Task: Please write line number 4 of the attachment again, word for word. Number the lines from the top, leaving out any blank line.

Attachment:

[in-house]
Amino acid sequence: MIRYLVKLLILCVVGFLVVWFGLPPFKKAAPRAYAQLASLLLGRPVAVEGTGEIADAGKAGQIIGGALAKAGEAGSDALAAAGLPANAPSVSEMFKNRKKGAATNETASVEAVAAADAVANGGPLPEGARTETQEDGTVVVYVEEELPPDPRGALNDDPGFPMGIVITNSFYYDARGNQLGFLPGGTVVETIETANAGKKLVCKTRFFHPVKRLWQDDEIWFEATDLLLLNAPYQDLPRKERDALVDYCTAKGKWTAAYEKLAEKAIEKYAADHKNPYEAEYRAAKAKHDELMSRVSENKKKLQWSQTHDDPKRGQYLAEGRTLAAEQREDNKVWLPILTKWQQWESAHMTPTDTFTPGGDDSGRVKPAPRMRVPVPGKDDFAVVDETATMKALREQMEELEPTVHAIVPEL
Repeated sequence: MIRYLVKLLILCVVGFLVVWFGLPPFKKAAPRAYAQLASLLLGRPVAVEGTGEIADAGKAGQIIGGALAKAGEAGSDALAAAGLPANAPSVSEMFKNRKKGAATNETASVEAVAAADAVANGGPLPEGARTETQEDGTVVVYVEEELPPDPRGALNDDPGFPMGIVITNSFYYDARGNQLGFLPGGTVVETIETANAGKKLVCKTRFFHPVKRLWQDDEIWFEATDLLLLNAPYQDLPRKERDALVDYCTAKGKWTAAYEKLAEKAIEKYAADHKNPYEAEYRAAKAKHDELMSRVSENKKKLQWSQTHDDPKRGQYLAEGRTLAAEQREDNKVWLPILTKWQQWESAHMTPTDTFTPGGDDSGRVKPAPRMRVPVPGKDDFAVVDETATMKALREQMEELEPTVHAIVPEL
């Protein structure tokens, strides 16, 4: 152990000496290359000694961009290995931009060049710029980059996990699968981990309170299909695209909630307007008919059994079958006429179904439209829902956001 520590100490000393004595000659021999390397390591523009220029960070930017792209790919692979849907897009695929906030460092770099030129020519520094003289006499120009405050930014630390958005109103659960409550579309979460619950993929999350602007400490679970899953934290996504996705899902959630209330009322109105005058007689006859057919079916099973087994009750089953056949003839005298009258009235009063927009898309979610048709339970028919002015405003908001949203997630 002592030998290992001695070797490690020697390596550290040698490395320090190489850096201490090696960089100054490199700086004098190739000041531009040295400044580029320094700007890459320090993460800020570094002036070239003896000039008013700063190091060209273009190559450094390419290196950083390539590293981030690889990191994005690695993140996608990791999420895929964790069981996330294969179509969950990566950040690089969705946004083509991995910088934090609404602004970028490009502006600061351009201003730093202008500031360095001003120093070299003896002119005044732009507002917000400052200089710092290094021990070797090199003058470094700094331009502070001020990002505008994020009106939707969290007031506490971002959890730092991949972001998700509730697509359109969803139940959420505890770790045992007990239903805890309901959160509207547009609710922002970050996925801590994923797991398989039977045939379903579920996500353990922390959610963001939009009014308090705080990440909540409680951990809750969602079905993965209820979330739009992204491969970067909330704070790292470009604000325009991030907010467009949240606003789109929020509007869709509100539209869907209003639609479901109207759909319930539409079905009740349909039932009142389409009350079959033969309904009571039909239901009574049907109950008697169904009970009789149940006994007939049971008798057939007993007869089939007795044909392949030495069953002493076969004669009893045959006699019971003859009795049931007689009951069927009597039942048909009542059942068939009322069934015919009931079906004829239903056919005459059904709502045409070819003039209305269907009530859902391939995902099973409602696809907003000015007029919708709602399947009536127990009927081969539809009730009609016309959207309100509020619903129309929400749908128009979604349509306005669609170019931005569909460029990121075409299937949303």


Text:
């Protein structure tokens, strides 16, 4: 152990000496290359000694961009290995931009060049710029980059996990699968981990309170299909695209909630307007008919059994079958006429179904439209829902956001 520590100490000393004595000659021999390397390591523009220029960070930017792209790919692979849907897009695929906030460092770099030129020519520094003289006499120009405050930014630390958005109103659960409550579309979460619950993929999350602007400490679970899953934290996504996705899902959630209330009322109105005058007689006859057919079916099973087994009750089953056949003839005298009258009235009063927009898309979610048709339970028919002015405003908001949203997630 002592030998290992001695070797490690020697390596550290040698490395320090190489850096201490090696960089100054490199700086004098190739000041531009040295400044580029320094700007890459320090993460800020570094002036070239003896000039008013700063190091060209273009190559450094390419290196950083390539590293981030690889990191994005690695993140996608990791999420895929964790069981996330294969179509969950990566950040690089969705946004083509991995910088934090609404602004970028490009502006600061351009201003730093202008500031360095001003120093070299003896002119005044732009507002917000400052200089710092290094021990070797090199003058470094700094331009502070001020990002505008994020009106939707969290007031506490971002959890730092991949972001998700509730697509359109969803139940959420505890770790045992007990239903805890309901959160509207547009609710922002970050996925801590994923797991398989039977045939379903579920996500353990922390959610963001939009009014308090705080990440909540409680951990809750969602079905993965209820979330739009992204491969970067909330704070790292470009604000325009991030907010467009949240606003789109929020509007869709509100539209869907209003639609479901109207759909319930539409079905009740349909039932009142389409009350079959033969309904009571039909239901009574049907109950008697169904009970009789149940006994007939049971008798057939007993007869089939007795044909392949030495069953002493076969004669009893045959006699019971003859009795049931007689009951069927009597039942048909009542059942068939009322069934015919009931079906004829239903056919005459059904709502045409070819003039209305269907009530859902391939995902099973409602696809907003000015007029919708709602399947009536127990009927081969539809009730009609016309959207309100509020619903129309929400749908128009979604349509306005669609170019931005569909460029990121075409299937949303």